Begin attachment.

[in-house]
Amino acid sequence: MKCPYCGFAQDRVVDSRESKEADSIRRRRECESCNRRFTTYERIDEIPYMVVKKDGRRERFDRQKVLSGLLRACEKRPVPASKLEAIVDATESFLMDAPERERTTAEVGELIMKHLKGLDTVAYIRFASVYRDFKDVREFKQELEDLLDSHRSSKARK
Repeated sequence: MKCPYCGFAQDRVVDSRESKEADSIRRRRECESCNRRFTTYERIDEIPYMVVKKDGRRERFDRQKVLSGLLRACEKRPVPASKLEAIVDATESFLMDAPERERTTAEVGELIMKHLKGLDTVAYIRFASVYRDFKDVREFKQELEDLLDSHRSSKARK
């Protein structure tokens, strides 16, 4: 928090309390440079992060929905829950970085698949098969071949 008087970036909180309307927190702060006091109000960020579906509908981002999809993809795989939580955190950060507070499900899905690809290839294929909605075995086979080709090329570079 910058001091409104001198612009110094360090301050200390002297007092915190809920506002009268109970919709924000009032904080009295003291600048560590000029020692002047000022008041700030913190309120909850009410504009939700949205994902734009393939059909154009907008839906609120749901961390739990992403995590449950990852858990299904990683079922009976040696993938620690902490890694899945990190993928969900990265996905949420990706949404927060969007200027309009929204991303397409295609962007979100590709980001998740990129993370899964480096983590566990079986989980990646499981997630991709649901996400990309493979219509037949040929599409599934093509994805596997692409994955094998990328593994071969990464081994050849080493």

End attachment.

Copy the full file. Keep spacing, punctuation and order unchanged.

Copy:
[in-house]
Amino acid sequence: MKCPYCGFAQDRVVDSRESKEADSIRRRRECESCNRRFTTYERIDEIPYMVVKKDGRRERFDRQKVLSGLLRACEKRPVPASKLEAIVDATESFLMDAPERERTTAEVGELIMKHLKGLDTVAYIRFASVYRDFKDVREFKQELEDLLDSHRSSKARK
Repeated sequence: MKCPYCGFAQDRVVDSRESKEADSIRRRRECESCNRRFTTYERIDEIPYMVVKKDGRRERFDRQKVLSGLLRACEKRPVPASKLEAIVDATESFLMDAPERERTTAEVGELIMKHLKGLDTVAYIRFASVYRDFKDVREFKQELEDLLDSHRSSKARK
């Protein structure tokens, strides 16, 4: 928090309390440079992060929905829950970085698949098969071949 008087970036909180309307927190702060006091109000960020579906509908981002999809993809795989939580955190950060507070499900899905690809290839294929909605075995086979080709090329570079 910058001091409104001198612009110094360090301050200390002297007092915190809920506002009268109970919709924000009032904080009295003291600048560590000029020692002047000022008041700030913190309120909850009410504009939700949205994902734009393939059909154009907008839906609120749901961390739990992403995590449950990852858990299904990683079922009976040696993938620690902490890694899945990190993928969900990265996905949420990706949404927060969007200027309009929204991303397409295609962007979100590709980001998740990129993370899964480096983590566990079986989980990646499981997630991709649901996400990309493979219509037949040929599409599934093509994805596997692409994955094998990328593994071969990464081994050849080493």